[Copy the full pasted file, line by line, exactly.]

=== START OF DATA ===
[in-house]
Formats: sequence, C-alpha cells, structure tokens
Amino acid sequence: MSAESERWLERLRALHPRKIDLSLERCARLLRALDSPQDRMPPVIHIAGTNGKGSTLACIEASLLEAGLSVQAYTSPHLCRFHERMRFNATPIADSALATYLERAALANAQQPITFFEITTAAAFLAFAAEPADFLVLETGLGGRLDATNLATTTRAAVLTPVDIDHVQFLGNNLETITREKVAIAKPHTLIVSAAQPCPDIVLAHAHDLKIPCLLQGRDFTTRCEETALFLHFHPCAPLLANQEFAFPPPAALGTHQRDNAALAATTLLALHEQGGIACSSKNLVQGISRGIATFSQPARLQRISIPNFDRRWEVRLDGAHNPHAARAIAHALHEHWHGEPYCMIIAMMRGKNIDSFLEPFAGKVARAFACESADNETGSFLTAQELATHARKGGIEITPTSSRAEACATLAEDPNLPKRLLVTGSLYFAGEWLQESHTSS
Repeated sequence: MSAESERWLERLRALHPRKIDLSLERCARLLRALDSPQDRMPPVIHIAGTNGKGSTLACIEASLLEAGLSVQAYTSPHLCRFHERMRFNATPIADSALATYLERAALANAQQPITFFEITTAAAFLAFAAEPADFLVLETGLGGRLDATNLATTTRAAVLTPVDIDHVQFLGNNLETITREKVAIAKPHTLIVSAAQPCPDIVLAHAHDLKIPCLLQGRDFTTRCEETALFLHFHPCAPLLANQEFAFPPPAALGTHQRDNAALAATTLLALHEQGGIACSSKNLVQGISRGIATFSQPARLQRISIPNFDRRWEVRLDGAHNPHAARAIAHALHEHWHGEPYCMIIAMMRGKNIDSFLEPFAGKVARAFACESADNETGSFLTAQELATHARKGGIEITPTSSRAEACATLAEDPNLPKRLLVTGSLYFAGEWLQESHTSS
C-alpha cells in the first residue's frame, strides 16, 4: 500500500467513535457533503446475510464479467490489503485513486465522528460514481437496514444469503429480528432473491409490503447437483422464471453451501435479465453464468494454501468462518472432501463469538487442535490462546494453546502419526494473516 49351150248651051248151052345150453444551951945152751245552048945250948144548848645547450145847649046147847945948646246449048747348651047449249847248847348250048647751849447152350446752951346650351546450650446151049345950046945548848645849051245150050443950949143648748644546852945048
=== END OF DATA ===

[in-house]
Formats: sequence, C-alpha cells, structure tokens
Amino acid sequence: MSAESERWLERLRALHPRKIDLSLERCARLLRALDSPQDRMPPVIHIAGTNGKGSTLACIEASLLEAGLSVQAYTSPHLCRFHERMRFNATPIADSALATYLERAALANAQQPITFFEITTAAAFLAFAAEPADFLVLETGLGGRLDATNLATTTRAAVLTPVDIDHVQFLGNNLETITREKVAIAKPHTLIVSAAQPCPDIVLAHAHDLKIPCLLQGRDFTTRCEETALFLHFHPCAPLLANQEFAFPPPAALGTHQRDNAALAATTLLALHEQGGIACSSKNLVQGISRGIATFSQPARLQRISIPNFDRRWEVRLDGAHNPHAARAIAHALHEHWHGEPYCMIIAMMRGKNIDSFLEPFAGKVARAFACESADNETGSFLTAQELATHARKGGIEITPTSSRAEACATLAEDPNLPKRLLVTGSLYFAGEWLQESHTSS
Repeated sequence: MSAESERWLERLRALHPRKIDLSLERCARLLRALDSPQDRMPPVIHIAGTNGKGSTLACIEASLLEAGLSVQAYTSPHLCRFHERMRFNATPIADSALATYLERAALANAQQPITFFEITTAAAFLAFAAEPADFLVLETGLGGRLDATNLATTTRAAVLTPVDIDHVQFLGNNLETITREKVAIAKPHTLIVSAAQPCPDIVLAHAHDLKIPCLLQGRDFTTRCEETALFLHFHPCAPLLANQEFAFPPPAALGTHQRDNAALAATTLLALHEQGGIACSSKNLVQGISRGIATFSQPARLQRISIPNFDRRWEVRLDGAHNPHAARAIAHALHEHWHGEPYCMIIAMMRGKNIDSFLEPFAGKVARAFACESADNETGSFLTAQELATHARKGGIEITPTSSRAEACATLAEDPNLPKRLLVTGSLYFAGEWLQESHTSS
C-alpha cells in the first residue's frame, strides 16, 4: 500500500467513535457533503446475510464479467490489503485513486465522528460514481437496514444469503429480528432473491409490503447437483422464471453451501435479465453464468494454501468462518472432501463469538487442535490462546494453546502419526494473516 49351150248651051248151052345150453444551951945152751245552048945250948144548848645547450145847649046147847945948646246449048747348651047449249847248847348250048647751849447152350446752951346650351546450650446151049345950046945548848645849051245150050443950949143648748644546852945048